Pacific Southwest Region
California, Nevada and Klamath Basin

Service Designates Revised Critical Habitat for the Lane Mountain Milk-Vetch

May 19, 2011

For Immediate Release:
May 19, 2011

Contact: Lois Grunwald, 805-644-1766, ext. 332

Service Designates Revised Critical Habitat For the Lane Mountain Milk-Vetch

The U.S. Fish and Wildlife Service is designating 14,069 acres of revised critical habitat for the endangered Lane Mountain milk-vetch in the west Mojave Desert, Calif. The final critical habitat acreage is the same amount of acres proposed as critical habitat by the Service in April 2010. 

The final economic analysis for the milk-vetch is also available. The analysis estimates that no economic costs will result from conservation of the milk-vetch as almost 80 percent of the critical habitat is on federal lands and is managed or protected. The remaining 20 percent are private lands interspersed among areas managed by the Bureau of Land Management’s (BLM) as Areas of Critical Environmental Concern and are in remote desert areas where access, development, and construction are limited. As a result, no economic impacts are anticipated in these areas.

Under the ESA, critical habitat identifies geographic areas that contain features essential for the conservation of a threatened or endangered species and may require special management considerations. Critical habitat has a regulatory impact only on federal agencies; private or non-federal agencies are not affected, unless they undertake projects that involve federal funding or permits.

In 2004, 29,522 acres had been proposed as critical habitat. In 2005, these areas were excluded in a final rule due to the removal of military lands for national security reasons and Bureau of Land Management (BLM) lands that fell under the West Mojave Plan. In December 2007, the 2005 critical habitat designation was challenged by the Center for Biological Diversity. In a settlement agreement in June 2008, the Service agreed to submit a proposed revised critical habitat rule by April 1, 2010 and a revised final critical habitat rule in April 1, 2011. In December 2011, the court granted the Service an extension to submit the rule to the Federal Registerby May 16, 2011.

The final critical habitat includes 9,888 acres under BLM jurisdiction, 1,282 acres of Army lands, and 2,899 acres that are privately owned. The critical habitat does not include U.S. Army lands at the National Training Center (NTC), Fort Irwin in San Bernardino County because they are included in an approved Integrated Natural Resources Management Plan (INRMP). However, several Army parcels that are checkerboard with BLM lands and do not fall under the INRMP are included as critical habitat in the final rule.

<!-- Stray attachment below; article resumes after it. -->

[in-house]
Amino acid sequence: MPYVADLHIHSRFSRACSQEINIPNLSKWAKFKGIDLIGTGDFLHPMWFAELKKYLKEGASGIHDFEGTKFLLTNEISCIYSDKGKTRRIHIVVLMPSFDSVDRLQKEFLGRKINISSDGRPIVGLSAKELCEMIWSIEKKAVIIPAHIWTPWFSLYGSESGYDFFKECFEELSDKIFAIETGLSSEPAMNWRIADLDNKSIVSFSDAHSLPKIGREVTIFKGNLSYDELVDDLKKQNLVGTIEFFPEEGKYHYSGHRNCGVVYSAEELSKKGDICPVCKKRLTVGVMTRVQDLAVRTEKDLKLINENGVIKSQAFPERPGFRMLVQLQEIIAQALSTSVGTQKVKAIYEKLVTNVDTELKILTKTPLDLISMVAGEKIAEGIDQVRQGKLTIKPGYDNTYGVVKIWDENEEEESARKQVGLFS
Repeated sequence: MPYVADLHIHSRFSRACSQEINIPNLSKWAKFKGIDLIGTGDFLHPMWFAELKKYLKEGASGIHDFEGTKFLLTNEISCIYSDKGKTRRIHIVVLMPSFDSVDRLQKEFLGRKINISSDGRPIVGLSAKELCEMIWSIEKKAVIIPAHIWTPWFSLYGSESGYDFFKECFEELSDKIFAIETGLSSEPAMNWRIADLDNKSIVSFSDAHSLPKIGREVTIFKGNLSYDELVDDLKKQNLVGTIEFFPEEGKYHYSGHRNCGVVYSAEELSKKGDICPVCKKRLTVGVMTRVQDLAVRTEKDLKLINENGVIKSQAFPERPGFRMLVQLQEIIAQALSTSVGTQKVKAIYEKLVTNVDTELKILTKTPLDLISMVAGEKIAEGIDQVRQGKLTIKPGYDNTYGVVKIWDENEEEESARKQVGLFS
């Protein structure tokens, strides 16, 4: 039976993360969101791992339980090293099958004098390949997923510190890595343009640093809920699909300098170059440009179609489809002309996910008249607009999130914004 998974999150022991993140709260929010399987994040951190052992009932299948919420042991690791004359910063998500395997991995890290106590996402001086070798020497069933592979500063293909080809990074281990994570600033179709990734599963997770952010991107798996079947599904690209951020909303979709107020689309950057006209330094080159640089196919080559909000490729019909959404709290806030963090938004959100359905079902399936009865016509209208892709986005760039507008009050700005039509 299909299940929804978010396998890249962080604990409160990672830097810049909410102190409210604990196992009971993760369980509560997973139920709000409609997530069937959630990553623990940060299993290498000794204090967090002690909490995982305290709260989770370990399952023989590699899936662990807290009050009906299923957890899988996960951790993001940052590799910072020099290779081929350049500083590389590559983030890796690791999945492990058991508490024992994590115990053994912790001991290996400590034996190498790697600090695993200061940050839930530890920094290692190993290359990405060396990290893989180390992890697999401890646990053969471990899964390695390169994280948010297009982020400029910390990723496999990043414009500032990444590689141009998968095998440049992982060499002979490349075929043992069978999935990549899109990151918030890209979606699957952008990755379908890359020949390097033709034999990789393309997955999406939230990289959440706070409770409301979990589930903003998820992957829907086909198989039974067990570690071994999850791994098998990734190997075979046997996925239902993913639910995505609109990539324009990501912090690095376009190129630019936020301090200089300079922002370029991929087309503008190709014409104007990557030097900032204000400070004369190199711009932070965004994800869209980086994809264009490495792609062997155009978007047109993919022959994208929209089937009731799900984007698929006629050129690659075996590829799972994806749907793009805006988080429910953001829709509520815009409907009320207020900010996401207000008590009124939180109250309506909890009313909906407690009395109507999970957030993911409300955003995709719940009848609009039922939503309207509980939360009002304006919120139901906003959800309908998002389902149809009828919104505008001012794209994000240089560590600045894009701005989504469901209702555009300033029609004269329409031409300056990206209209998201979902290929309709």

In its 2005 final critical habitat rule, the Service excluded acreage under BLM jurisdiction because habitat for the plant is covered under the conservation-oriented management of the West Mojave Plan. Since that time, a court ruling directed the Service to propose critical habitat on federal lands that fall under management plans if those lands are determined to contain the features essential to the conservation of a species. Military installation lands are still exempt from critical habitat if a species is included in an approved INRMP.

Lane Mountain milk-vetch was listed as an endangered species in October 1998. The plant is a perennial herb in the pea family that grows only in an area of the west Mojave Desert north of the city of Barstow in San Bernardino County. The milk-vetch is unusual in that its twining branches grow up inside other shrubs, which it uses for support.

The final rule and the final economic analysis, and a map of the critical habitat is available on the Internet at at Docket No. FWS–R8–ES–2009–0078, and

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